Reactions to Dog Vaccinations
Ensuring your dog gets the appropriate vaccinations and booster shots is one of the most important things you can do to prevent several conditions and diseases, some of which are potentially life-threatening to your four-legged friend. However, you may be concerned about the risk of reactions to various vaccines.
While side effects from dog vaccinations are relatively common, it's important to be able to recognize them when they do happen and understand what you should do, if anything. In this article, our vets will share common vaccine reactions in dogs.
Will my dog need every vaccine that's available?
Your dog's risk factors for reactions will depend on their breed, age, and lifestyle. Your veterinarian can help determine these factors and advise which shots your pooch should have and when.
What are the most common side effects of dog vaccinations?
Any time your dog has a medical procedure - including coming in for vaccines - there's a chance they may have an adverse reaction. While seeing your dog in the midst of a reaction to a shot can be concerning, and even shocking depending on severity, side effects are typically short-lived and mild.
Understanding what's happening and which actions to take if you see signs of a reaction to a vaccine in your dog can help keep both of you calmer while they get their shots and as they recover. Here are some common side effects from dog vaccinations:
Lethargy and general feelings of discomfort are by far the most common reaction dogs tend to experience after receiving an injection. They may also have a mild fever. While many people would describe these experiences as feeling 'off', if your dog is lethargic after getting shots at your local vet clinic, this is actually a signal that your pooch's immune symptoms is responding well to the vaccine.
These mild symptoms are normal and usually only last for 24-48 hours. If you notice that your dog isn't back to himself within this time frame, contact your vet.
Lumps & Bumps
Lumps and bumps are other fairly common vaccine reactions in dogs. You may see a small, firm bump appear near the injection site after your pup's vaccination. Rest assured there's no need for concern - while the site may feel somewhat tender, this is simply your dog's immune system attempting to counteract irritation in the area.
However, there is a risk of infection any time skin is punctured, so look over the injection site closely for signs of discharge, redness, swelling, or pain.
Untreated infections may lead to more serious health concerns. If the area continues to redden, become irritated or swell, call your vet.
Sneezing & Cold-Like Symptoms
Though your vet will inject most of the vaccines your dog will need, vaccines for Bordetella bronchiseptica and parainfluenza viruses are administered in the form of sprays or drops in the dog's nose.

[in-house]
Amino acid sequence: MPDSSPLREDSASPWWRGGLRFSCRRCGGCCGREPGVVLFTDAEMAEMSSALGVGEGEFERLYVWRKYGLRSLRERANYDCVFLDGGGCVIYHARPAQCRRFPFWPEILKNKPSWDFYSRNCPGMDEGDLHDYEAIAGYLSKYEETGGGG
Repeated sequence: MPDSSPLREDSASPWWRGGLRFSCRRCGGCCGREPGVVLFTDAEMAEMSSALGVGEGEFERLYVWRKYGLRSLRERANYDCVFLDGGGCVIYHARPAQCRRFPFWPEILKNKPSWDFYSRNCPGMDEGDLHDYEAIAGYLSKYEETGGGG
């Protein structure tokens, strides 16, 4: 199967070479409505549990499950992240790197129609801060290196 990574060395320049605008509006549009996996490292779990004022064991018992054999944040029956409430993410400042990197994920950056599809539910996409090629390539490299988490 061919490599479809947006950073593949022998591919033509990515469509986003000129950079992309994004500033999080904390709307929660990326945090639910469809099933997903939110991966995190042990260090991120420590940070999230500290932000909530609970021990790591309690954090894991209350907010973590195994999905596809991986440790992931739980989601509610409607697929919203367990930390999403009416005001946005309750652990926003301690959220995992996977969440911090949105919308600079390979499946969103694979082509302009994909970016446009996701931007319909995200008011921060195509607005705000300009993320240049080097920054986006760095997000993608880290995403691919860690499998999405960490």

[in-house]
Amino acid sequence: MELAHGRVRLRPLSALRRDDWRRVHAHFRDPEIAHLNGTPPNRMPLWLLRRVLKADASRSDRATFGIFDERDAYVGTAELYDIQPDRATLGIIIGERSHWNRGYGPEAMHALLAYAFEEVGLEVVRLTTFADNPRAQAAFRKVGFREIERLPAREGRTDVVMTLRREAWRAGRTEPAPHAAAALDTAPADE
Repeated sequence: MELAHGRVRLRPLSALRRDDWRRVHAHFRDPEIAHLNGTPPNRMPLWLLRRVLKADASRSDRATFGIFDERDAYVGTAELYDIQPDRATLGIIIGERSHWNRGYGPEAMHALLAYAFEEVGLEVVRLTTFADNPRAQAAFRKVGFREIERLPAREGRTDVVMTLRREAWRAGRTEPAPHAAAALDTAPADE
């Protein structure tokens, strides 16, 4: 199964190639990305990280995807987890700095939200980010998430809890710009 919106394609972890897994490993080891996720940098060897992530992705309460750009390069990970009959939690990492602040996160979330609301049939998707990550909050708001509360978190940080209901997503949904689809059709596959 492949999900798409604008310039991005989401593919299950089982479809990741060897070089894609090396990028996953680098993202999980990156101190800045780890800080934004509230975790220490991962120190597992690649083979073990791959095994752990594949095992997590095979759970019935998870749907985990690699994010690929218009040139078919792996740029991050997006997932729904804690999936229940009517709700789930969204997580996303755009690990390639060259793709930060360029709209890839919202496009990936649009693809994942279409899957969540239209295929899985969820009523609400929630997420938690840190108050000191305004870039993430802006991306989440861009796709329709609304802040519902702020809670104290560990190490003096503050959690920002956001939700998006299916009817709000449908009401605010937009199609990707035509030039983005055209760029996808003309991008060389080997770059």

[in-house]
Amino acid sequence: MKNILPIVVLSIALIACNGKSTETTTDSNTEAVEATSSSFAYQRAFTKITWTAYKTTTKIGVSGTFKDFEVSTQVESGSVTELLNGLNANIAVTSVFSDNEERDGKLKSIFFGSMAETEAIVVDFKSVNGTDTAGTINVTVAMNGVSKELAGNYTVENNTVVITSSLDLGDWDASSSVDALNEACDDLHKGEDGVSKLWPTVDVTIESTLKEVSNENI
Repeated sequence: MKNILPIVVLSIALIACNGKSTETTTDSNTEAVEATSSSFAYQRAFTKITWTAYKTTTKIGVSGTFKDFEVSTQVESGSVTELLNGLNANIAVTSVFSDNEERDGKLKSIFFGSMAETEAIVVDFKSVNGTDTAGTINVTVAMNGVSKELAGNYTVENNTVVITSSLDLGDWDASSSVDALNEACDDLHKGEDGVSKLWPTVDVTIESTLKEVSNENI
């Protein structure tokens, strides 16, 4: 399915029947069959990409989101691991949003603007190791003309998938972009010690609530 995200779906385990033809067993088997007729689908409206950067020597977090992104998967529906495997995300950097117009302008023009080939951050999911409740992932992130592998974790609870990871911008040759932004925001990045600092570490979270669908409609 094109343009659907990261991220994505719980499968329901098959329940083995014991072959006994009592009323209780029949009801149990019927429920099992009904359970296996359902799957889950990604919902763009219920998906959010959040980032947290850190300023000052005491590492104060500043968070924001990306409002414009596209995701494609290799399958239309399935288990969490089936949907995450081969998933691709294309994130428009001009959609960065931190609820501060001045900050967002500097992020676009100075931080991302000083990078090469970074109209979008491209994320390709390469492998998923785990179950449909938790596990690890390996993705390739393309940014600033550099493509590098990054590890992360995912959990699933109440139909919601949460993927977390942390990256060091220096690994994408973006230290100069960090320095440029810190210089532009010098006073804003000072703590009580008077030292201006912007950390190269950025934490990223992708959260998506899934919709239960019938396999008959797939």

These vaccines may trigger cold-like reactions, which may include coughing, runny nose, and sneezing. Most pups will recover from these symptoms within one or two days. However, if your dog is showing more severe signs of a reaction, get in touch with your vet.
Having Trouble Walking After Shots
The injection site may be painful or swollen after your pooch receives their shots. Therefore, you might see some limping and paralysis. Rear (posterior) end paralysis - a condition most common in dogs that have had a Rabies shot - mean that a dog's hind or back legs cease functioning as a result of a reaction.
As unnerving as this sounds, the paralysis is not permanent and will probably improve on the tenth day after symptoms first appear. If your dog is having trouble walking after getting his shots, monitor any paralysis or limping symptoms closely and ask your vet for advice.
Yelping or Crying After Vaccination
You might feel concerned if your puppy is yelping when you pick him or her up after their vaccination. Your instinct may be to ask your vet, 'Why is my puppy crying when I pick him up after his shots?'
However, this reaction is also natural and not something to worry about. Yelping will usually stop in a few hours, or a day or two at the most. If your puppy is still yelping beyond the 48-hour timeframe, contact your vet.
Serious Reactions to Vaccines
Most vaccine-related reactions are mild and short-lived, however in rare cases severe reactions do happen and will require immediate medical treatment. Anaphylaxis is one such severe reaction and can lead to itchiness, swelling in the face, vomiting, diarrhea, hives and difficulty breathing. If any of the symptoms above appear in your dog, contact your vet or your nearest emergency veterinary clinic immediately.
Can I prevent my dog from having a reaction?
Remember that your dog's risk of having a serious reaction to vaccines is very low. Notify your veterinarian if your dog has previously experienced side effects from vaccinations - he or she may recommend skipping a specific vaccine in the future.
Particularly for smaller breed dogs, risk of vaccine reactions increases somewhat when multiple vaccinations are administered on one day. To help reduce risk of reaction for your dog, your vet may recommend scheduling your dog's shots over the course of several days.
Note: The advice provided in this post is intended for informational purposes and does not constitute medical advice regarding pets. For an accurate diagnosis of your pet's condition, please make an appointment with your vet.